An overview of dermatological conditions commonly associated with the obese patient

Ostomy Wound Manage. 2006 Jun;52(6):34-6, 38, 40 passim.


Obesity is a chronic disease that may lead to skin problems, including acanthosis nigricans, skin tags, hyperandrogenism, striae distensae, plantar hyperkeratosis, and candidal intertrigo. Although some conditions (eg, skin tags and striae distensae) may simply be annoying or present cosmetic issues, conditions such as acanthosis nigricans and hyperandrogenism may be indicative of systemic diseases. Obesity also may contribute to poor healing of acute and chronic wounds that develop in this population. Some of the most common obesity-related skin disorders and factors affecting wound healing are described with suggestions on how to address these issues. With the continuing increase in the incidence of obesity, investigation into the specific care needs of this population is needed. In clinical practice, measures to reduce friction and shear and improve devices to move the obese patient would enhance care provision. Studies of the incidence of dermatological problems and the best treatments for these conditions are warranted.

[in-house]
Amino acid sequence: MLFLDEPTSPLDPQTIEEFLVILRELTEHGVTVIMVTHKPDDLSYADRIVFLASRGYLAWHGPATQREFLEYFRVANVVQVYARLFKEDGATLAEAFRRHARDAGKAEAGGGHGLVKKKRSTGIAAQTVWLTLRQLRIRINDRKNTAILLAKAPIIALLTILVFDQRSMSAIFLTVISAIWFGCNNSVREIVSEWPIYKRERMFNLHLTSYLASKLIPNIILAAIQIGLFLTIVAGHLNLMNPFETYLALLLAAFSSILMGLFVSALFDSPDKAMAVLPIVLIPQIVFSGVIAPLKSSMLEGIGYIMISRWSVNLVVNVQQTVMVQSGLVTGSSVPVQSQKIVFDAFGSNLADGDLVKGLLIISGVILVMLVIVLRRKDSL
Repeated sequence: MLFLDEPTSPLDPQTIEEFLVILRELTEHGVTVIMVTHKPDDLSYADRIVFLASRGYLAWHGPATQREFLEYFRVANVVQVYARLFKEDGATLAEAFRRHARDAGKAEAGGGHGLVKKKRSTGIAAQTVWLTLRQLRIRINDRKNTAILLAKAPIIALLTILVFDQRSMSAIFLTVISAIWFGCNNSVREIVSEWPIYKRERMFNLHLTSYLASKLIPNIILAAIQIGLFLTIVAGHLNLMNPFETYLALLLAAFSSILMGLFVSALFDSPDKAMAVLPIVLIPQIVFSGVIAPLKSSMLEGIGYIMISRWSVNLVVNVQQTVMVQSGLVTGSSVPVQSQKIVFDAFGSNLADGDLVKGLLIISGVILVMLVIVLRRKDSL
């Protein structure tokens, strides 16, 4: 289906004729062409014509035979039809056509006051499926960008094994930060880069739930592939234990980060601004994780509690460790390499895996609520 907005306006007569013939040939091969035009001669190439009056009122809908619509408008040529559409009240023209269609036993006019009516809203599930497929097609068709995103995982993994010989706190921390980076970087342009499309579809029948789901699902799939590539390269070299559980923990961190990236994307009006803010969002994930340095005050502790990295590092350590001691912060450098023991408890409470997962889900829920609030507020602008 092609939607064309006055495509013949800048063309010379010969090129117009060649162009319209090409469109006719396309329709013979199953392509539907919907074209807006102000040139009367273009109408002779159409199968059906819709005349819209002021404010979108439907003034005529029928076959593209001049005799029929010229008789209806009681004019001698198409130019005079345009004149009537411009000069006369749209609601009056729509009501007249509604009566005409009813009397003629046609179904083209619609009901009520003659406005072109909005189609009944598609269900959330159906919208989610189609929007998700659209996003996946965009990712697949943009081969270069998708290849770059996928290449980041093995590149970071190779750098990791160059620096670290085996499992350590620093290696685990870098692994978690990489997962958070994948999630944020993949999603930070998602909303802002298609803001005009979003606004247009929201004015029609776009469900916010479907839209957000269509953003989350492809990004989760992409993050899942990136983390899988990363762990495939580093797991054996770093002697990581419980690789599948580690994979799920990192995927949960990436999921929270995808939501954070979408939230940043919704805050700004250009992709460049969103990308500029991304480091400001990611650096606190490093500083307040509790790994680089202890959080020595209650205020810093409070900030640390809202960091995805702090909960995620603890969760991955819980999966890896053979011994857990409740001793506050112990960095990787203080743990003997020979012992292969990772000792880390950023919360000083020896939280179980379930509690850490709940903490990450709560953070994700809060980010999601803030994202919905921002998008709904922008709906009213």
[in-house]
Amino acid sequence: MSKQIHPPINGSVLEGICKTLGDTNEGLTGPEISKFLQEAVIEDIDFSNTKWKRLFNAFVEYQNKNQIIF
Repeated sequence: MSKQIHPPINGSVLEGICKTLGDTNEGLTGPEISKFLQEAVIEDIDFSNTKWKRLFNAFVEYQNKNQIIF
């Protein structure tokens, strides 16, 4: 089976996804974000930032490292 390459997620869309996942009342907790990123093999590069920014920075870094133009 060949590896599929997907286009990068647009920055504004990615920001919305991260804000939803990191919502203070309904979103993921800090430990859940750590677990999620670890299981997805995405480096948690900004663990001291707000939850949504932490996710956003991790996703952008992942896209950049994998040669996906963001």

Publication types

  • Review

MeSH terms

  • Acanthosis Nigricans / etiology
  • Candidiasis, Cutaneous / etiology
  • Cellulitis / etiology
  • Dermatitis / etiology
  • Humans
  • Hyperandrogenism / etiology
  • Hyperinsulinism / etiology
  • Keratoderma, Palmoplantar / etiology
  • Lymphedema / etiology
  • Obesity / complications*
  • Obesity / epidemiology
  • Pressure Ulcer / etiology
  • Prevalence
  • Risk Factors
  • Skin Care / methods
  • Skin Care / nursing
  • Skin Diseases / epidemiology
  • Skin Diseases / etiology*
  • Skin Diseases / therapy
  • United States / epidemiology
  • Wound Healing